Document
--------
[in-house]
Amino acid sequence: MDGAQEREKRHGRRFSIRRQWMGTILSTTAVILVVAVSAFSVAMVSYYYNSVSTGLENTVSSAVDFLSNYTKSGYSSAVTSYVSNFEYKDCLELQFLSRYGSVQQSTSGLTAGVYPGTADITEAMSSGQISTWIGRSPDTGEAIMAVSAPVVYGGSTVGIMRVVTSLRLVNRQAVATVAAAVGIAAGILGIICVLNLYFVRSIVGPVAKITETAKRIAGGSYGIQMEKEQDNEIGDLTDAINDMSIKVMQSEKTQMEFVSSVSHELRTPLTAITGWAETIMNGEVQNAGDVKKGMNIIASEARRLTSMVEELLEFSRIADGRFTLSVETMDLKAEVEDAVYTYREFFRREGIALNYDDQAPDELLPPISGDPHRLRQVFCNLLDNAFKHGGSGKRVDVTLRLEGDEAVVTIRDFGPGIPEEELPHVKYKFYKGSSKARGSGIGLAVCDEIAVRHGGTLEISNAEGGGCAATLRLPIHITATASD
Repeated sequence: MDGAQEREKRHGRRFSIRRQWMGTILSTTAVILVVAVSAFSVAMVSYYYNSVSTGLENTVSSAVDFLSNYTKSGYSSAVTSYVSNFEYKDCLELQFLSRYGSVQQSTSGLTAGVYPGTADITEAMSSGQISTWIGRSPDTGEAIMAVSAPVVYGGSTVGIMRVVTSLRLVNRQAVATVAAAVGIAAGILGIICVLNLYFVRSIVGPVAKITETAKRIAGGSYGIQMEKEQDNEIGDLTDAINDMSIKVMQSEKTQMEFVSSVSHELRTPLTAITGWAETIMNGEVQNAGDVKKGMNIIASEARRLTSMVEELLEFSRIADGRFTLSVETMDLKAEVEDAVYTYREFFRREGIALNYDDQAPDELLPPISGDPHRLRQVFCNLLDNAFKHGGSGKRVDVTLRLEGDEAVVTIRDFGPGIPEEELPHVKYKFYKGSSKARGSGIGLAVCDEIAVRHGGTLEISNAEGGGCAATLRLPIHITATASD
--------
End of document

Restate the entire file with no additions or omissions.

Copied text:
[in-house]
Amino acid sequence: MDGAQEREKRHGRRFSIRRQWMGTILSTTAVILVVAVSAFSVAMVSYYYNSVSTGLENTVSSAVDFLSNYTKSGYSSAVTSYVSNFEYKDCLELQFLSRYGSVQQSTSGLTAGVYPGTADITEAMSSGQISTWIGRSPDTGEAIMAVSAPVVYGGSTVGIMRVVTSLRLVNRQAVATVAAAVGIAAGILGIICVLNLYFVRSIVGPVAKITETAKRIAGGSYGIQMEKEQDNEIGDLTDAINDMSIKVMQSEKTQMEFVSSVSHELRTPLTAITGWAETIMNGEVQNAGDVKKGMNIIASEARRLTSMVEELLEFSRIADGRFTLSVETMDLKAEVEDAVYTYREFFRREGIALNYDDQAPDELLPPISGDPHRLRQVFCNLLDNAFKHGGSGKRVDVTLRLEGDEAVVTIRDFGPGIPEEELPHVKYKFYKGSSKARGSGIGLAVCDEIAVRHGGTLEISNAEGGGCAATLRLPIHITATASD
Repeated sequence: MDGAQEREKRHGRRFSIRRQWMGTILSTTAVILVVAVSAFSVAMVSYYYNSVSTGLENTVSSAVDFLSNYTKSGYSSAVTSYVSNFEYKDCLELQFLSRYGSVQQSTSGLTAGVYPGTADITEAMSSGQISTWIGRSPDTGEAIMAVSAPVVYGGSTVGIMRVVTSLRLVNRQAVATVAAAVGIAAGILGIICVLNLYFVRSIVGPVAKITETAKRIAGGSYGIQMEKEQDNEIGDLTDAINDMSIKVMQSEKTQMEFVSSVSHELRTPLTAITGWAETIMNGEVQNAGDVKKGMNIIASEARRLTSMVEELLEFSRIADGRFTLSVETMDLKAEVEDAVYTYREFFRREGIALNYDDQAPDELLPPISGDPHRLRQVFCNLLDNAFKHGGSGKRVDVTLRLEGDEAVVTIRDFGPGIPEEELPHVKYKFYKGSSKARGSGIGLAVCDEIAVRHGGTLEISNAEGGGCAATLRLPIHITATASD